Biketricity owner’s goal to keep everyone active, mobile

Story and photos by Carol Thompson

When his lower back began hurting, Jim Newcomb figured it was just “old man” pains, but a trip to the doctor disclosed “too much iron in his blood.”

Thus began a three-month series of twice-weekly blood draws. When his iron level returned to normal, he figured he was okay. Several months later, while talking to a friend, he felt like “someone had stabbed him in the leg with a knife. It really hurt.” The stabbing pain continued, so back to the doctor he went.

A CT scan revealed a blood clot in his leg. The doctor said, “In two days they would have to remove his leg. If possible, we’ll try to take it off below the knee, but if it isn’t possible, we may have to take it off above the knee.” When Newcomb awakened after surgery, he discovered the knee was gone as well. Thus began a new life for this ex-Navy vet, self-described “computer geek” (who had just been downsized), and Harley Davidson motorcycle rider.


Jim Newcomb’s neighbor Julia Martin gives one of his bikes a spin.

Life as he knew it was over.

Two weeks later, Newcomb was released from the hospital and sent home. No therapy. In order to afford a mechanical leg, he had to sell his motorcycle, pickup truck, trailer and motor coach. Once he got the mechanical leg, he had to learn to use it on his own.

Being a computer geek, he had researched options and knew he wanted a computerized leg called a “C leg” which had remote control via Blue Tooth technology. Two years after his surgery, the VA finally called ready to talk. In order to drive, he wanted a left-footed gas pedal but the VA wouldn’t buy it. Newcomb is a “tinkerer” so he bought $15 worth of parts and built it himself.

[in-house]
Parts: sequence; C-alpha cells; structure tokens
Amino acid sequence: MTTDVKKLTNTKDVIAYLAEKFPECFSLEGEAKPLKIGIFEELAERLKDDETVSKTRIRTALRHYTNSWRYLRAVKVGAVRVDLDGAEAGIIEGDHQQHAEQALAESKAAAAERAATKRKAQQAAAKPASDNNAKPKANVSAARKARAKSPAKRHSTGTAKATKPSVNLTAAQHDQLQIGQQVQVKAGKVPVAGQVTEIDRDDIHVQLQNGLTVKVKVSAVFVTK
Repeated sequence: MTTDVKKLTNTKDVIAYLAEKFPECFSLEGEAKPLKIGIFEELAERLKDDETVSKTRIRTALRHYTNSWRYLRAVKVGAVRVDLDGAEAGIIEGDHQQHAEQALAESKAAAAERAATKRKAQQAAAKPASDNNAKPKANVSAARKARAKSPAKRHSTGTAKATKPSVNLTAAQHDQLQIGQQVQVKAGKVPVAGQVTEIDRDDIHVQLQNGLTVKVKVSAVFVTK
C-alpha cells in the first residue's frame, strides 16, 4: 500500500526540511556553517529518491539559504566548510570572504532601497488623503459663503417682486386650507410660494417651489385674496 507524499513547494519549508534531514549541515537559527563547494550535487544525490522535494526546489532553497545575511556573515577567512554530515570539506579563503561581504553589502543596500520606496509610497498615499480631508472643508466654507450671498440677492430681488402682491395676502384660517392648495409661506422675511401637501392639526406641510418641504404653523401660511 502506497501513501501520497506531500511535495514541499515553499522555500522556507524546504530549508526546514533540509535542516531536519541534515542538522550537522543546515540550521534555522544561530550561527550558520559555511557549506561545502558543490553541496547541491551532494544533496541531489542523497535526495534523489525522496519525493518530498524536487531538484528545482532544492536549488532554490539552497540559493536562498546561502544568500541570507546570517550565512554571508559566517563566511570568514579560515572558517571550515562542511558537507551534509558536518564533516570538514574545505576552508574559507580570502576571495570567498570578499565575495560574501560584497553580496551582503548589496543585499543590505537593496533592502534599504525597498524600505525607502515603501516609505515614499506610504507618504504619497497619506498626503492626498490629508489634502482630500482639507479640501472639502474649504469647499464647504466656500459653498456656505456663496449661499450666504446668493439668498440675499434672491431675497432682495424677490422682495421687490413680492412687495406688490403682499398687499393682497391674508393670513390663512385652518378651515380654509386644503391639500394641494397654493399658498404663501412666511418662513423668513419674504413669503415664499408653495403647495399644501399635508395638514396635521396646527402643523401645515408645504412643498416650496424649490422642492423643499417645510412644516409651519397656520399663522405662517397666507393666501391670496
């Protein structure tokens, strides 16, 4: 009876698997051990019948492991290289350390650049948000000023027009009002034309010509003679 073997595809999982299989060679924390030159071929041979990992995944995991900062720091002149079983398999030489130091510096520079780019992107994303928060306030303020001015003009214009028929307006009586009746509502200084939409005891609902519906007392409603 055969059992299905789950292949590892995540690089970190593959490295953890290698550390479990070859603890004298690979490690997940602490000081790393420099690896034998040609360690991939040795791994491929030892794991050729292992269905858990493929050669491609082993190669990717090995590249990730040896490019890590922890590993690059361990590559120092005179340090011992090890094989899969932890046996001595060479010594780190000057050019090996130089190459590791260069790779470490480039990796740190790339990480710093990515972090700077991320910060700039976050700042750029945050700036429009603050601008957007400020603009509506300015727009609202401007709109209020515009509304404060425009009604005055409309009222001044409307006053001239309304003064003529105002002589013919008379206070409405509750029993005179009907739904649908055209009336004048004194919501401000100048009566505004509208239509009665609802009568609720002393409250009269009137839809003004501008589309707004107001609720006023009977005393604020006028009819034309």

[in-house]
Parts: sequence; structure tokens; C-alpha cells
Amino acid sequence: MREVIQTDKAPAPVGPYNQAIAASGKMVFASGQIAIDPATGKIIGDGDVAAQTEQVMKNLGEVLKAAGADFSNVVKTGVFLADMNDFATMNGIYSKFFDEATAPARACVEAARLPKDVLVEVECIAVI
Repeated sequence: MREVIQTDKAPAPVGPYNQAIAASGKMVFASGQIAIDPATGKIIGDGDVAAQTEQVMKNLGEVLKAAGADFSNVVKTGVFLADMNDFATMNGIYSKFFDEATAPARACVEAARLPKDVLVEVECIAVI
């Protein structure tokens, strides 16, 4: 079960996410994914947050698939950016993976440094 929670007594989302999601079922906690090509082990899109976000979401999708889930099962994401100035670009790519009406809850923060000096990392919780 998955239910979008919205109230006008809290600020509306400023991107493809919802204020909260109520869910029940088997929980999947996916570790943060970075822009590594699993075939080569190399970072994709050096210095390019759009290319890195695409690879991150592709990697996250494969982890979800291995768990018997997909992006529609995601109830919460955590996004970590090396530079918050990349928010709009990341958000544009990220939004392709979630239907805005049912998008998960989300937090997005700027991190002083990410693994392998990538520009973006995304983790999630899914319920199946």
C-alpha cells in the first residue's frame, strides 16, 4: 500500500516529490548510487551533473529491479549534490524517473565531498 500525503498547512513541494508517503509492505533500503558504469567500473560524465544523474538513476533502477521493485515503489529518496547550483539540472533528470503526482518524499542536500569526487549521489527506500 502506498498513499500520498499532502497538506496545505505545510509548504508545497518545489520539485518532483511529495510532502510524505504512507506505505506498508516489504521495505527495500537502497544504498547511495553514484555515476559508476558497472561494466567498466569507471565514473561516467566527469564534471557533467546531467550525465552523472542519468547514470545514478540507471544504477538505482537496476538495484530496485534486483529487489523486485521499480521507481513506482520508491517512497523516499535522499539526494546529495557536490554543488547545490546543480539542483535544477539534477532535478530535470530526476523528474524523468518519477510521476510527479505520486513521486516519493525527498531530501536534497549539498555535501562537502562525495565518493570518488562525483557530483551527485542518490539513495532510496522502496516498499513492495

A shop-built model would run about $500. He had already built hand controls so he could drive. VA also bought him a recumbent adult trike, a $3,200 purchase. The recumbent trike was very low to the ground, almost impossible to get seated with an artificial leg. Naturally, Newcomb tinkered around and built his own recumbent adult trike with a more accessible seat shaped like wheelchair seat and added an electric motor assembly on the front wheel.

“You see, two-legged people don’t understand, they don’t get it,’ said Newcomb. “In order to ride a bike, you have to get it started. When you’re a kid, you can stand up to push the pedals down to get it started. Or you might be on a hill. The electric motor can get you started, or help you up a hill if you get tired.”


The specially-modified pedal designed by Jim.

As Newcomb says, “There is always a hill somewhere!” When you don’t need the motor to assist, you turn it off.

“When you are first injured, everyone is trying to help,” said Newcomb, “but I tell the family and friends, don’t help him. He needs to use his arms and learn to push that wheelchair. He’ll never be able to go if you are always doing things for him.”

The Independence Center is a good place to help someone needing to adapt to changed circumstances like an illness or losing a limb.